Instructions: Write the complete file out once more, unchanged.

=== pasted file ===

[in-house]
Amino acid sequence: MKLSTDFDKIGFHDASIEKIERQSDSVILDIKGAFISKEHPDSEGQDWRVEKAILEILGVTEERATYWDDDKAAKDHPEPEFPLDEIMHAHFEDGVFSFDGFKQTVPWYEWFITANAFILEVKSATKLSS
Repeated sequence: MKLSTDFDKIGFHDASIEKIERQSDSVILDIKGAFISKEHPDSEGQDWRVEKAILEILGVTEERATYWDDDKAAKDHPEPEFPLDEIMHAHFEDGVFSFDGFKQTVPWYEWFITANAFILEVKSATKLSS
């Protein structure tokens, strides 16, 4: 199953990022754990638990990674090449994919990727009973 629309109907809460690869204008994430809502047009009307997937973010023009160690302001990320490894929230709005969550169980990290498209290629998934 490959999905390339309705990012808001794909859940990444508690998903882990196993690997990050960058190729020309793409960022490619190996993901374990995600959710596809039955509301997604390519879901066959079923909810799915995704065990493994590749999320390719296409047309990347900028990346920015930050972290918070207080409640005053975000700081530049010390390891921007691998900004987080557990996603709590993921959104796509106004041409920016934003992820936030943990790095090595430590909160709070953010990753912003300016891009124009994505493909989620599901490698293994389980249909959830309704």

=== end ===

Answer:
[in-house]
Amino acid sequence: MKLSTDFDKIGFHDASIEKIERQSDSVILDIKGAFISKEHPDSEGQDWRVEKAILEILGVTEERATYWDDDKAAKDHPEPEFPLDEIMHAHFEDGVFSFDGFKQTVPWYEWFITANAFILEVKSATKLSS
Repeated sequence: MKLSTDFDKIGFHDASIEKIERQSDSVILDIKGAFISKEHPDSEGQDWRVEKAILEILGVTEERATYWDDDKAAKDHPEPEFPLDEIMHAHFEDGVFSFDGFKQTVPWYEWFITANAFILEVKSATKLSS
């Protein structure tokens, strides 16, 4: 199953990022754990638990990674090449994919990727009973 629309109907809460690869204008994430809502047009009307997937973010023009160690302001990320490894929230709005969550169980990290498209290629998934 490959999905390339309705990012808001794909859940990444508690998903882990196993690997990050960058190729020309793409960022490619190996993901374990995600959710596809039955509301997604390519879901066959079923909810799915995704065990493994590749999320390719296409047309990347900028990346920015930050972290918070207080409640005053975000700081530049010390390891921007691998900004987080557990996603709590993921959104796509106004041409920016934003992820936030943990790095090595430590909160709070953010990753912003300016891009124009994505493909989620599901490698293994389980249909959830309704």